Though not yet in public, I have experimented with the "poof" ponytail sticking straight up on top (I think it is adorable regardless of gender), and a clip to hold his bangs out of his eyes as OP mentioned.. he won;t really keep hats on reliably.. his li'l clip is brown, fairly plain, but hairclips or styles are still associated with girls in our society- that said, OP, who cares what they think as long as your DS is not bothered by it, do what works!! to you!!

Now that I have decided to let the bangs grow too, I do plan to utilize a hairband/ponytail and/or clip both in public and at home for those few months of awkward hair too long for bangs but too short for tucking behind the ears.. I am comfortable with that.. so you are not alone. but anticipate even more gender mix-ups and "beautiful little girl" comments as hair gets longer methinks.. they (gender misidentificaton incidents) don't upset me except to the extent that there are these tight little boxes contructed to mold our children into and it restricts their individuality- but I think we all know that is just the general problem with our society and why we've chosen to make different choices in parenting..

But seriously- my goodness, these are BABIES lol. So at least for me, both for philosophical reasons of wanting not to limit my child in any capacity based on gender/sex, and also for eco/environmental reasons, I wanted a wardrobe that was more androgynous, for future children/hand-me-downs, as well as because I think bright colors and patterns reflect the fun and exploratory stage of childhood and are fun!! so while I don't make a point of putting him in pink all the time to challenge social norms, he has a couple outfits with pink in them (though he has outgrown two of the three I can think of)-- the one that still fits is a tie dye t-shirt, mainly purple/blue tie dye with a rainbow heart in the middle, the center of the heart is pinkish tie dye about 1-2 inches.. at the airport earlier this summer (his first flight!) the attendant at the counter asked a question about 'my daughter,' I simply replied to her question with emphasis on "he" and answered her politely, to clarify his gender and address the question, but was not upset.. she seemed flustered and said, "well, with the pink on his shirt, I assumed..."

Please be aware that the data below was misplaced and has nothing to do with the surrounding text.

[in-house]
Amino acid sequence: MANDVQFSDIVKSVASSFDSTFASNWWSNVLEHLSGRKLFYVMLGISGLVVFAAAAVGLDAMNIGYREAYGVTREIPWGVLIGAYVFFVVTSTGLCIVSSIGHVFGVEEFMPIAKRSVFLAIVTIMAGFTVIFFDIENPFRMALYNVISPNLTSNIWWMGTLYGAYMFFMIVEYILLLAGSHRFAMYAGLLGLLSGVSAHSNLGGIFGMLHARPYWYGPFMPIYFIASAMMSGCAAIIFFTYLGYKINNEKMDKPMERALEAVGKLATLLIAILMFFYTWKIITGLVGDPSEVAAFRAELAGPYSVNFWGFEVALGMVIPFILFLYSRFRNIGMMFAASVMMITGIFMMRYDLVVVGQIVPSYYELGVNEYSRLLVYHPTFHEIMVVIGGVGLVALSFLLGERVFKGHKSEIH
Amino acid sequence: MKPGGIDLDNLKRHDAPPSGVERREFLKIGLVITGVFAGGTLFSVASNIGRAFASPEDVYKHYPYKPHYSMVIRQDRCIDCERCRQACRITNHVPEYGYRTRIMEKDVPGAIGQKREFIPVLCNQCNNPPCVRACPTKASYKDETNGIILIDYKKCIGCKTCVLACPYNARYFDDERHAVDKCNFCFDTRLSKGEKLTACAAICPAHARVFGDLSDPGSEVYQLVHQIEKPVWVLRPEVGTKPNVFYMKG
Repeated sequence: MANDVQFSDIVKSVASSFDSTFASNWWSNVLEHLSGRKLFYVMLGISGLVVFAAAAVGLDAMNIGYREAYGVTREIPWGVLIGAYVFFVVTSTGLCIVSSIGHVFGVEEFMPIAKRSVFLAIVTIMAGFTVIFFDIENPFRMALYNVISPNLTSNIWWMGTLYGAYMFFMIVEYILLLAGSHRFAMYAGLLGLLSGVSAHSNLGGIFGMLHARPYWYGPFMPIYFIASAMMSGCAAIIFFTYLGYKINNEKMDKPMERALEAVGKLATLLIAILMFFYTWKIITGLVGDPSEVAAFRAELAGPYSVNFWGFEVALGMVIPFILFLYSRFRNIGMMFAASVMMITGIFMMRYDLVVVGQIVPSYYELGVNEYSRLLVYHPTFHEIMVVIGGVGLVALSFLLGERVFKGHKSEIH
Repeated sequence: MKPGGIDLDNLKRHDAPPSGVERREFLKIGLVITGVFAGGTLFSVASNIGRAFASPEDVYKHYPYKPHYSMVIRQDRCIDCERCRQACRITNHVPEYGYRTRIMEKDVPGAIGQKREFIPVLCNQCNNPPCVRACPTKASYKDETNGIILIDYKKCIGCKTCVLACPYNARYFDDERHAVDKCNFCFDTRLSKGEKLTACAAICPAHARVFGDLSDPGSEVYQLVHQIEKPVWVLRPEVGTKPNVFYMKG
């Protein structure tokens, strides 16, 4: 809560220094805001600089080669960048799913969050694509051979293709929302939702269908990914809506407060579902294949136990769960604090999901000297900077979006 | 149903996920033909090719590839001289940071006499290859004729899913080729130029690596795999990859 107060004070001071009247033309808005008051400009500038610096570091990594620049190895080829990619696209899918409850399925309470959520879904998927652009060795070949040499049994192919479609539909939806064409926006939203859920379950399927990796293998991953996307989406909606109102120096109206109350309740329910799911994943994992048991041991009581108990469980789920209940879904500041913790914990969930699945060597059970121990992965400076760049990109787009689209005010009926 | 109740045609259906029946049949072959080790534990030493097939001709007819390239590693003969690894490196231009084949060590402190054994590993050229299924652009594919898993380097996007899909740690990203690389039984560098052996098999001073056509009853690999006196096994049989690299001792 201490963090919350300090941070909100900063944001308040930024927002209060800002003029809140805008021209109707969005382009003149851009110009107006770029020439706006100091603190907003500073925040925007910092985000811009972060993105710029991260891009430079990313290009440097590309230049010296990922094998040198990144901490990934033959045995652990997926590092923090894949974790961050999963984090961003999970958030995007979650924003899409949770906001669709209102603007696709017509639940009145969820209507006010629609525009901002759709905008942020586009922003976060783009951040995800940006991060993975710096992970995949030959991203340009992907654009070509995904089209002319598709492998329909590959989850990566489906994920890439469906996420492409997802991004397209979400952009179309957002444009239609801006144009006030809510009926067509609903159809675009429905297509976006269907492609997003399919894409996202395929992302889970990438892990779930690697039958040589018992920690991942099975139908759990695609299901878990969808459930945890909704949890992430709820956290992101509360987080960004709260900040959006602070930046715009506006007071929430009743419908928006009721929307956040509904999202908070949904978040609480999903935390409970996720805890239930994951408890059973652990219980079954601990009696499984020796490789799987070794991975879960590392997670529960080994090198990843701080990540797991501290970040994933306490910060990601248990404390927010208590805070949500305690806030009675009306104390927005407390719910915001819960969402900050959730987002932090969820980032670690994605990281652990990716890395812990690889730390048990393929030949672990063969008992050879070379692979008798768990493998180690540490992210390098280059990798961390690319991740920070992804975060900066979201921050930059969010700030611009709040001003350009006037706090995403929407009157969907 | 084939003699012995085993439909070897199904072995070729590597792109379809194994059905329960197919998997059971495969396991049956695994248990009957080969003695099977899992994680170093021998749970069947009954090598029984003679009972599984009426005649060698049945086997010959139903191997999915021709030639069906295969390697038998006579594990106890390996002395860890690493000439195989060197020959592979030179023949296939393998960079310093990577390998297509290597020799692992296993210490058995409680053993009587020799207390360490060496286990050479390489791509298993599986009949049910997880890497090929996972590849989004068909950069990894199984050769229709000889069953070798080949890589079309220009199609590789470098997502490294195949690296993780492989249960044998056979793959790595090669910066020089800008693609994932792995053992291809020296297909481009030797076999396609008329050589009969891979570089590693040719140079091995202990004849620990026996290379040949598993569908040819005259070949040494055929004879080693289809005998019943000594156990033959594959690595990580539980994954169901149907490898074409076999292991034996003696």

I just said, in a friendly tone, that we don't really worry about "boy versus girl colors" that as long as it is comfortable for him (cotton, fits well etc.) it is all good for us, but that it's no biggie and that others have made this error at times (funnily enough, the pink was just one hue out of the rainbow tie-die, and the smallest color represented among the entire rainbow lol; 90 or more percent of the shirt was a blue-ish/purple color, the pink in the heart on the front was a tiny patch in the center of the heart- oh well.)

I do hope that by gently discussing the issue a bit when time and context allows it will give people some food for thought. But I understand over time mamas might also just let it slide or not want or be able to take the time or energy to correct them or discuss the issue- I do see it as a learning/teaching opportunity though.

Even when wearing fairly androgynous or "boyish" clothes, DS can be mistaken for a girl I think based solely the hair and face, and I imagine this will be greatly exacerbated for him/us as his hair continues to grow, so we'll be dealing with this even more than we have in the past, I imagine, but I am not too worried and see it as an opportunity to kindly let people know that in this day and age, it is okay to let go of the stereotypes of the past, and that I have no intention of limiting my child's color choices or toy choices or anything else based on his reproductive system/sex chromosomes. Functionality and comfort win out over outdated stereotypes in my book any day!